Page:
3 Albums I Am Looking Forward To In 2013

PTSA_CoverFar too often we think of the past. Especially this time of year. Best of emails, lists, ideas overwhelm the blogosphere and news shows. What were the best movies, singles, albums, tv shows from 2012? You know what? As much as I love myself some lists I have decided I am going to look forward instead. So I bring you my list of 3 albums that I am looking forward to in 2013.

  1. Nick Cave & The Bad Seeds – Push Away the Sky (February 2013)
    Their past two albums (2004’s Abattoir Blues/The Lyre of Orpheus and 2008’s Dig, Lazarus, Dig) have been incredible. An example of a band that has aged like a good wine. They just seem to get better with each album. Seeing The Bad Seeds perform at the 9:30 Club during the Lazarus tour I realized just how incredible this band is not only on record, but live as well. If you want intense musicianship, witty lyrics about death, religion, and sex, then look no further. What I have come to expect with each new Bad Seeds album is to not expect anything. From one to the next they seldom sound the same, yet, sound the same if you know what I mean.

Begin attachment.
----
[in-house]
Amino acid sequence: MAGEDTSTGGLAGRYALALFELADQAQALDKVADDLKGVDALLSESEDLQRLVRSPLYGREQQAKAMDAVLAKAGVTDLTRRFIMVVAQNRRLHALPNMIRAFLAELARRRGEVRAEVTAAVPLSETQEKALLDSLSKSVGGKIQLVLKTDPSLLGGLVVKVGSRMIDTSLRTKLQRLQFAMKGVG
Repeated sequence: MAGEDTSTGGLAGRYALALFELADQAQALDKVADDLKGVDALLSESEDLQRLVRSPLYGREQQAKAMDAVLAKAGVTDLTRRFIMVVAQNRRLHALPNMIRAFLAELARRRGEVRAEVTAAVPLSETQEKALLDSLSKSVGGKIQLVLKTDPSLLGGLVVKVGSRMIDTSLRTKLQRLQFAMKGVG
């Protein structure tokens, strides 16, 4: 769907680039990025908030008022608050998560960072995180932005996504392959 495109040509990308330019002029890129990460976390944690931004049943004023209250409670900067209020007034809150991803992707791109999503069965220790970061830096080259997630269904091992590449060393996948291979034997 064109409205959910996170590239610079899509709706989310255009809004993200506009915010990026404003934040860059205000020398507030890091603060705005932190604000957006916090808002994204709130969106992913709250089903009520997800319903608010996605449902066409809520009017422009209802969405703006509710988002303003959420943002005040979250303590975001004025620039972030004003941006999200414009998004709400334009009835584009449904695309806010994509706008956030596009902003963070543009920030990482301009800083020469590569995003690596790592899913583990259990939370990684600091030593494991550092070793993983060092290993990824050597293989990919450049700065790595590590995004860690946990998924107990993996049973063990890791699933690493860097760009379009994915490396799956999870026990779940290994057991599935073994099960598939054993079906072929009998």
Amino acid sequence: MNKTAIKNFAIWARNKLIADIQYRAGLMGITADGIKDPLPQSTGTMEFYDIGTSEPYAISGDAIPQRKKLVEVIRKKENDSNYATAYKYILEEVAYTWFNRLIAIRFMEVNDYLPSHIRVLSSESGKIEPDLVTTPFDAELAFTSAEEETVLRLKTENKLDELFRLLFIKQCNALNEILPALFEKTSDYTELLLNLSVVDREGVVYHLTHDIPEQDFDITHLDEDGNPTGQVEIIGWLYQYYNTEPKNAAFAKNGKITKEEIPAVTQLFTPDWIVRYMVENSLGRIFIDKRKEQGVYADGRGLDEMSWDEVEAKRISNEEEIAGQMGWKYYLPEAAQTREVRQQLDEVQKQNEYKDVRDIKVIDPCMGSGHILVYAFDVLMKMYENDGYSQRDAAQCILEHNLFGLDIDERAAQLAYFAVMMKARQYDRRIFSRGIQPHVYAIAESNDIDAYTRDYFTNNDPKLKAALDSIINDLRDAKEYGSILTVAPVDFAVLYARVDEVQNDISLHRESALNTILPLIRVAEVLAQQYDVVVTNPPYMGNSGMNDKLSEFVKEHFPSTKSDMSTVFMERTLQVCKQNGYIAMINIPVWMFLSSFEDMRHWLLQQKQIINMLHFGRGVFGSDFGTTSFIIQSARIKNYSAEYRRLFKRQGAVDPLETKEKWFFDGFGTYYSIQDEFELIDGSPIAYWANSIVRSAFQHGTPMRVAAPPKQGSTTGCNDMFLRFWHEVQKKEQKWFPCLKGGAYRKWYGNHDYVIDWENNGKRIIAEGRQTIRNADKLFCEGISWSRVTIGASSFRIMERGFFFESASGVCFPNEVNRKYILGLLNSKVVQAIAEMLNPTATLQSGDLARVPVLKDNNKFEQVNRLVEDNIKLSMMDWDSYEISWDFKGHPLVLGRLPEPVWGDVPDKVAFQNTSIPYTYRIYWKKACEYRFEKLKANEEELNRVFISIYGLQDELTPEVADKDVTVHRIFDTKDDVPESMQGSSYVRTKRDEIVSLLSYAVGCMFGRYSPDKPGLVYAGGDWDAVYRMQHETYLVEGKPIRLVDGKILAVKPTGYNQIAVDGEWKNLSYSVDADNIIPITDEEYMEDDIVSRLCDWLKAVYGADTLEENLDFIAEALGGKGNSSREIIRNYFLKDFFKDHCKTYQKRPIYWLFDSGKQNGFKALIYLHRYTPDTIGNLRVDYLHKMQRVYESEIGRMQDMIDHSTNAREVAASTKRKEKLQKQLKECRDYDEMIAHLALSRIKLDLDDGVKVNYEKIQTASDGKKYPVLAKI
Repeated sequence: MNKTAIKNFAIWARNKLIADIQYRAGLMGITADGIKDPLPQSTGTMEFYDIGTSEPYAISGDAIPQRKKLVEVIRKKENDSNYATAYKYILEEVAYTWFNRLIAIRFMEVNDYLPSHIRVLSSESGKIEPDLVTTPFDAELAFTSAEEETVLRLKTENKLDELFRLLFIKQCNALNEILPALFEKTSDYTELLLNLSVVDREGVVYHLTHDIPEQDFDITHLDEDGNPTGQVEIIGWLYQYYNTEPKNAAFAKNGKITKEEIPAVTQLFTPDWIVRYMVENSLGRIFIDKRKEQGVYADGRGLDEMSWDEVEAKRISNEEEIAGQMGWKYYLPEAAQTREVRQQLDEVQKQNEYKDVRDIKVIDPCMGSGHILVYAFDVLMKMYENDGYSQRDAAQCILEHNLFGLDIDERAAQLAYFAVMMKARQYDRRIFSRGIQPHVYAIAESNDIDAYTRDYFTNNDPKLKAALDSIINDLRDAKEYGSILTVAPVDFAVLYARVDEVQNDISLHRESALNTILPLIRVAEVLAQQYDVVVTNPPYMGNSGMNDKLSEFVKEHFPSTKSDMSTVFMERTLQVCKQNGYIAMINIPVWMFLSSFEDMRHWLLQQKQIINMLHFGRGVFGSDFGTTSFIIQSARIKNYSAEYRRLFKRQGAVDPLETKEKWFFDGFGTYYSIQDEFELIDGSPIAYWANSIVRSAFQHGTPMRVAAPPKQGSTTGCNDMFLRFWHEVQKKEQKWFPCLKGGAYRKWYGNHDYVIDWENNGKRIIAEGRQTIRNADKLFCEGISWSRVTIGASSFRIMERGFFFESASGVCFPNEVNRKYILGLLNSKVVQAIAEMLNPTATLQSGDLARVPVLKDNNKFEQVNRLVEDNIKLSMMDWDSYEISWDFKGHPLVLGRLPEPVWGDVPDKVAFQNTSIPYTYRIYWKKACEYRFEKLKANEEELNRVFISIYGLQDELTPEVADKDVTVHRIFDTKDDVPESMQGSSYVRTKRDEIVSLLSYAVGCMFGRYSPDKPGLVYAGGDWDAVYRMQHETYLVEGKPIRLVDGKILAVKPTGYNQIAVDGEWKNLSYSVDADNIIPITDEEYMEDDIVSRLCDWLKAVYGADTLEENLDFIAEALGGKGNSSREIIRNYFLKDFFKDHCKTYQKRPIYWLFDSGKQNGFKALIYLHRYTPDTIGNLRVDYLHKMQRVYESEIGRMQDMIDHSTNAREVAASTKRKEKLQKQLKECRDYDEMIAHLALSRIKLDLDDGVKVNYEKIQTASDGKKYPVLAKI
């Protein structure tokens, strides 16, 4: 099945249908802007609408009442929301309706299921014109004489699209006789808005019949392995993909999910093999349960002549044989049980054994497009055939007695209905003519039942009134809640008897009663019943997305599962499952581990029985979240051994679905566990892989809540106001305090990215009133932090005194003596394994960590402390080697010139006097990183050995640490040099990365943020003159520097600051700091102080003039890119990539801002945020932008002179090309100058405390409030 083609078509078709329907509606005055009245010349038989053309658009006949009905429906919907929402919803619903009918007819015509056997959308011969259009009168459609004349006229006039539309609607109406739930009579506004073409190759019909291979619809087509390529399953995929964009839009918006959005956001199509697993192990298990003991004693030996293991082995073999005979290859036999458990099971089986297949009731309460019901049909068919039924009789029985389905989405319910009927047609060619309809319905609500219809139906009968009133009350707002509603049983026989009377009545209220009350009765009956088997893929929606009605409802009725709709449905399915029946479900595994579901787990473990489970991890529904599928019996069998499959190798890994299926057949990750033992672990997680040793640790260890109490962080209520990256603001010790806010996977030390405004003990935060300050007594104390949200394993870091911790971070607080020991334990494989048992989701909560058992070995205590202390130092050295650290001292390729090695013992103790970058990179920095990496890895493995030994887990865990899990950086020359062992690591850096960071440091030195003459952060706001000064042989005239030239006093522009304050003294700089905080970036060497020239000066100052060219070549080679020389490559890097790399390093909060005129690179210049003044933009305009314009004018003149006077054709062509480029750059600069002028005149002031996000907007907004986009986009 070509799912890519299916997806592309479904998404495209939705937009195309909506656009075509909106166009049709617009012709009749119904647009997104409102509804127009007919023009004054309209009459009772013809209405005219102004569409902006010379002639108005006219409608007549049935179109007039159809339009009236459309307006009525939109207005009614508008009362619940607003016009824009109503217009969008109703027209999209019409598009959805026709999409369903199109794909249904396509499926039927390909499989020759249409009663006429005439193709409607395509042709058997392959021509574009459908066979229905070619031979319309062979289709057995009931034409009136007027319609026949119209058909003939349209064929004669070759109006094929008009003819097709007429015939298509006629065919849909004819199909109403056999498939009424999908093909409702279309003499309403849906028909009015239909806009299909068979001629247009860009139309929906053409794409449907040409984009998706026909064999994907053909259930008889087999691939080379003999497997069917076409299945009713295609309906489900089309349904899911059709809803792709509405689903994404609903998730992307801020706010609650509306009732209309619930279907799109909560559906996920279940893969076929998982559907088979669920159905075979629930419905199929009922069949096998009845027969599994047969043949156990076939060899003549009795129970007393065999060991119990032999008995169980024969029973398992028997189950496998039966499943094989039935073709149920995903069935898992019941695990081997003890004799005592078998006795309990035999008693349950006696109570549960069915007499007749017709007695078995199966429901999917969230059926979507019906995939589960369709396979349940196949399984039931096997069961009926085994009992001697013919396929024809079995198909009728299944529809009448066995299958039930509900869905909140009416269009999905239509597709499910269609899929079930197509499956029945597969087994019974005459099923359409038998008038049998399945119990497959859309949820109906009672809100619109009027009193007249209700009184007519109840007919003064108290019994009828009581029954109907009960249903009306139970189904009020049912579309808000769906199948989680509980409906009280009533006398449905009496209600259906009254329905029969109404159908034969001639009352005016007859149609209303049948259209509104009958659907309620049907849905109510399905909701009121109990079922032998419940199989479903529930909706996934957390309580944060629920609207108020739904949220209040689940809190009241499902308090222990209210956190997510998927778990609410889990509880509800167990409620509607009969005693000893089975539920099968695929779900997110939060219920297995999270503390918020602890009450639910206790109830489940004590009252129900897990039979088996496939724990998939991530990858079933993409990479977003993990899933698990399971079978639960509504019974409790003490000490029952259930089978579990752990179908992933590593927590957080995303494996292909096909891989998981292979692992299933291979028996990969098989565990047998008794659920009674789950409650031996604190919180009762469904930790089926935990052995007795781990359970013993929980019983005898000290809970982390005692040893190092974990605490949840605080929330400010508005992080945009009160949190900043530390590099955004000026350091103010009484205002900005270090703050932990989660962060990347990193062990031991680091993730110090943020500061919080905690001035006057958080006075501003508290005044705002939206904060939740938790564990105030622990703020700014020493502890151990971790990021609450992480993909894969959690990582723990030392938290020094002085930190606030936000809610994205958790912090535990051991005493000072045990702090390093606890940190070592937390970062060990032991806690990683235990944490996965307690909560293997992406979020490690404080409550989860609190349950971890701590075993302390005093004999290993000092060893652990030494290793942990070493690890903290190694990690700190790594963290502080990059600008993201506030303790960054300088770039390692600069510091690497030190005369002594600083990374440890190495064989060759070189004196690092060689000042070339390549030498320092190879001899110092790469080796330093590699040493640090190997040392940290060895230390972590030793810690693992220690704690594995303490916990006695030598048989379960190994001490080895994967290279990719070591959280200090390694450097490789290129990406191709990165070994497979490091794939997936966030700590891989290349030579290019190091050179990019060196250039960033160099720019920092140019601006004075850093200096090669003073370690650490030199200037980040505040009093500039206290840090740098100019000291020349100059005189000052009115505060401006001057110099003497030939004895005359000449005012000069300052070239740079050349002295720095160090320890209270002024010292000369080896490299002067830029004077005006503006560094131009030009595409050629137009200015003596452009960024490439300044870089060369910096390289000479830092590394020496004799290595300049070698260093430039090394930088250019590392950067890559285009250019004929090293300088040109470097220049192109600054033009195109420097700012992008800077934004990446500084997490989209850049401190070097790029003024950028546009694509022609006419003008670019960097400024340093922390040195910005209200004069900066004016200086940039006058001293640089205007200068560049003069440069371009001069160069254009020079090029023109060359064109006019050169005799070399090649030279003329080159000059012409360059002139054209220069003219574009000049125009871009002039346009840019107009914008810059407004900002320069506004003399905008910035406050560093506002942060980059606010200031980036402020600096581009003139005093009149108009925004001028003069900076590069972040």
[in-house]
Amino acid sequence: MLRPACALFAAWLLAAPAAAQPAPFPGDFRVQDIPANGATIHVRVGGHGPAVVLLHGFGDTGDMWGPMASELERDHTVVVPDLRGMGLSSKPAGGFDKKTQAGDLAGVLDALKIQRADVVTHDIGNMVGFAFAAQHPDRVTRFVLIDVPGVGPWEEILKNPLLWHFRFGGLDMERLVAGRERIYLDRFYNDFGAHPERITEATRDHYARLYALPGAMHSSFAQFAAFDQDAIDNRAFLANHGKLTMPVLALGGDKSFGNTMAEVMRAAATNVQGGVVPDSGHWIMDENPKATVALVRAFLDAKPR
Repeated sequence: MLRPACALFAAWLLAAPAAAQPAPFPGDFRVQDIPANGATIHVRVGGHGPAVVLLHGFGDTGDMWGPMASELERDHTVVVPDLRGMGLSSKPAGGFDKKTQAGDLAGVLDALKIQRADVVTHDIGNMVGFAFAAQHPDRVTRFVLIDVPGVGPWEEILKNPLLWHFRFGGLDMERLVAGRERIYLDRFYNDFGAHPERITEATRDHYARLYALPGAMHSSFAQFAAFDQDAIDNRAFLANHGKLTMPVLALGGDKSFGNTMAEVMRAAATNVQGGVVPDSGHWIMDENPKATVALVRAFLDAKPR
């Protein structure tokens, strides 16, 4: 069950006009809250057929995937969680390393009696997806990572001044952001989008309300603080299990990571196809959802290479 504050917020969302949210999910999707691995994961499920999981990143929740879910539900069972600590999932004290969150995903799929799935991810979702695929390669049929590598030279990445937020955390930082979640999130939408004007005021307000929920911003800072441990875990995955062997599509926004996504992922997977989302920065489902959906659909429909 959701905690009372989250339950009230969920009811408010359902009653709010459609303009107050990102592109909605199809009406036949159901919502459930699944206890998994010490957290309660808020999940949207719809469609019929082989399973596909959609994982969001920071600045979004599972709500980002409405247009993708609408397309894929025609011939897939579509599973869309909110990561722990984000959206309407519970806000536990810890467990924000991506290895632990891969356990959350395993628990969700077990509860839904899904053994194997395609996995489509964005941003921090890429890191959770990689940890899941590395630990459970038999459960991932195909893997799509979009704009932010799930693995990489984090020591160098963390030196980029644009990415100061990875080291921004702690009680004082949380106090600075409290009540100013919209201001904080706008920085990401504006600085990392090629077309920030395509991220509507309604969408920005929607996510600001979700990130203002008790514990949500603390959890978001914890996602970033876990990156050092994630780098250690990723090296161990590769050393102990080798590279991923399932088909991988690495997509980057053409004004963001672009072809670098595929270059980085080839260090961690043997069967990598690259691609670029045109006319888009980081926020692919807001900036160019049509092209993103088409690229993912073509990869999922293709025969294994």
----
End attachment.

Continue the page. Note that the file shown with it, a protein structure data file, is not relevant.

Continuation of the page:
2. Queens Of The Stone Age – Title/Release Date Unknown
    You could argue that no rock band this side of the pond has had a better run of consecutive great albums in the past decade than Queens has. From 2000’s Rated R through 2008’s Era Vulgaris they have not put out anything short of mind blowing. Though they have had some pretty big hits (“No One Knows”, “Feel Good Hit Of The Summer”) QOTSA have sorta flown under the radar or been labeled “that band that Dave Grohl played drums on…for one album.” But if I know anything about band leader Josh Homme it’s that he seldom repeats himself and always surrounds himself with incredible musicians. A great songwriter, producer, and guitarist in his own right, the new album supposedly will contain guest spots from Dave Grohl (on drums of course), Trent Reznor, and Jake Shears from Scissor Sisters. Queens have always been a communal band and one of the few non hip hop acts to embrace guest musicians on their records.
  3. Atoms For Peace  – AMOK (February 2013)